Charter school to break ground on first Houston campuses
A system of charter schools will break ground on its first campuses in the Houston area on Jan. 7.
Know as International Leadership of Texas, the system plans to build campuses in Katy and the Westpark area. Both are slated to open in August for kindergarten through eighth grade students.
The Katy school will be at the intersection of Porter and Franz roads, while the Westpark location will be at Winkleman Road and Bellaire Boulevard. The system plans to add high schools at the locations in the future.
The initial schools will be about 90,000 square feet and serve about 1,400 students each. The buildings are slated to cost about $23 million to $25 million each and were designed by Idaho-based BRS Architecture. Arizona-based Vector Constructors Inc. is building the Houston projects.
Students at ILTexas schools learn English, Spanish and Chinese, as well as leadership skills.
The system was founded by Eddie Conger, a retired Marine Corps Infantry Officer and former Dallas Independent School District high school principal. It opened its first school in 2013 and has campuses in the Dallas-Forth Worth area in Garland, Keller and Arlington.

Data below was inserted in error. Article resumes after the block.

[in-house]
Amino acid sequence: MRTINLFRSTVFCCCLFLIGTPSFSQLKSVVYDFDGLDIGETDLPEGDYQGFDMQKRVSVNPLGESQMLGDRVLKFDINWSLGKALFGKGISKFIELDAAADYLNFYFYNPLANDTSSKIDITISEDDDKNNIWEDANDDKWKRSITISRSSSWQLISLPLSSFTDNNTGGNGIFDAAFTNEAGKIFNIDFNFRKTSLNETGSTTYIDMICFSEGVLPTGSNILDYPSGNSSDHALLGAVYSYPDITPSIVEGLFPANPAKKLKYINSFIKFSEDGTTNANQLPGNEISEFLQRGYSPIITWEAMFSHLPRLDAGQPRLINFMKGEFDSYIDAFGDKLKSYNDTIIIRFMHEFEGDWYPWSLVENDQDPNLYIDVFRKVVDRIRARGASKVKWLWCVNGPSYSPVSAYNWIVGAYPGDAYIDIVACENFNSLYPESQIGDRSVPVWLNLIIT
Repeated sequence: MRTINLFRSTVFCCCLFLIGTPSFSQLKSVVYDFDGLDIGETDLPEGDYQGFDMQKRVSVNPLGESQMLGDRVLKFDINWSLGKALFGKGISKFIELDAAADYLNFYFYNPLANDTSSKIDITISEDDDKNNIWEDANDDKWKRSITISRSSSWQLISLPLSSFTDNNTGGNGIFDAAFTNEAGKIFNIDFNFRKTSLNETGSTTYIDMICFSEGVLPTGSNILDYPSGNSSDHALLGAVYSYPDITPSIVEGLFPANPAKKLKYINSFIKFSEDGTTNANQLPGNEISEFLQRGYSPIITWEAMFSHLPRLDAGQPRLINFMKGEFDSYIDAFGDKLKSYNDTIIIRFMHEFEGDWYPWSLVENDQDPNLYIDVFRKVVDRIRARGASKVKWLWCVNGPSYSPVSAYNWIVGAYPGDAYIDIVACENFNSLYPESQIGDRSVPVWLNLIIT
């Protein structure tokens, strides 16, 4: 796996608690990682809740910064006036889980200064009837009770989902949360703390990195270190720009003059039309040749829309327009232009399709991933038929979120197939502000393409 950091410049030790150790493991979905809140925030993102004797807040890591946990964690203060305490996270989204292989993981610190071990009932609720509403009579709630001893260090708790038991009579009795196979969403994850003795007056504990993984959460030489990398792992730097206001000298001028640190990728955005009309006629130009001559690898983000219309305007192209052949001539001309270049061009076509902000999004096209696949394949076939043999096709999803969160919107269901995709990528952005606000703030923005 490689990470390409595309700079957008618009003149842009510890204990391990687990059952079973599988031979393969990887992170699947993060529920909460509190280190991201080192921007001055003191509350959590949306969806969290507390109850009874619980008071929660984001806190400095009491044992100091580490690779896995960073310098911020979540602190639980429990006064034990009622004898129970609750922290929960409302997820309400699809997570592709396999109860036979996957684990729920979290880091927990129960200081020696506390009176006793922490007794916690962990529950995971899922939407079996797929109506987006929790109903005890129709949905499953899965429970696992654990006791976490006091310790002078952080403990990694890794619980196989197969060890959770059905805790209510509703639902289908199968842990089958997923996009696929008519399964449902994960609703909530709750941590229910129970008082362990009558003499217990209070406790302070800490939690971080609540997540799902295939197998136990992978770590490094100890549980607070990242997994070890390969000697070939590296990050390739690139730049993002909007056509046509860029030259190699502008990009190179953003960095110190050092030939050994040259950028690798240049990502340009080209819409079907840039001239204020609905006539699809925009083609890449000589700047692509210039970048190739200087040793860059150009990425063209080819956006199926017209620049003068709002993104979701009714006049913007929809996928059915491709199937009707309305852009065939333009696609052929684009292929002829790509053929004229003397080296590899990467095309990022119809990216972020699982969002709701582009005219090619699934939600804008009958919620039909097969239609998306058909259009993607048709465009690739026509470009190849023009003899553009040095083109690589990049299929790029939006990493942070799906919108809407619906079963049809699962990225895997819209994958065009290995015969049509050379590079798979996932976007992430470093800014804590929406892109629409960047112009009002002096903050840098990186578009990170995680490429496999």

ILTexas is also planning to break ground on four schools this month in the Dallas-Fort Worth area.
The ILTexas schools will join a number of others that are expanding or under construction in Houston.
St. John’s School in River Oaks is completing its expansion, while a new KIPP school in west Houston near Sugar Land is open with plans for a second building.
This fall, the John Cooper School in The Woodlands moved forward on its new 50,000-square-foot math and sciences center, slated to be completed in July.
Shortly after these plans were announced, Cypress-Fairbanks Independent School District bought nearly 128 acres to develop an almost 1 million-square-foot educational village in Bridgeland, northwest of Houston.
Meanwhile, Houston Independent School District had to borrow more money than originally planned last month in order to rebuild and upgrade 38 schools in the area.
Source: Houston Business Journal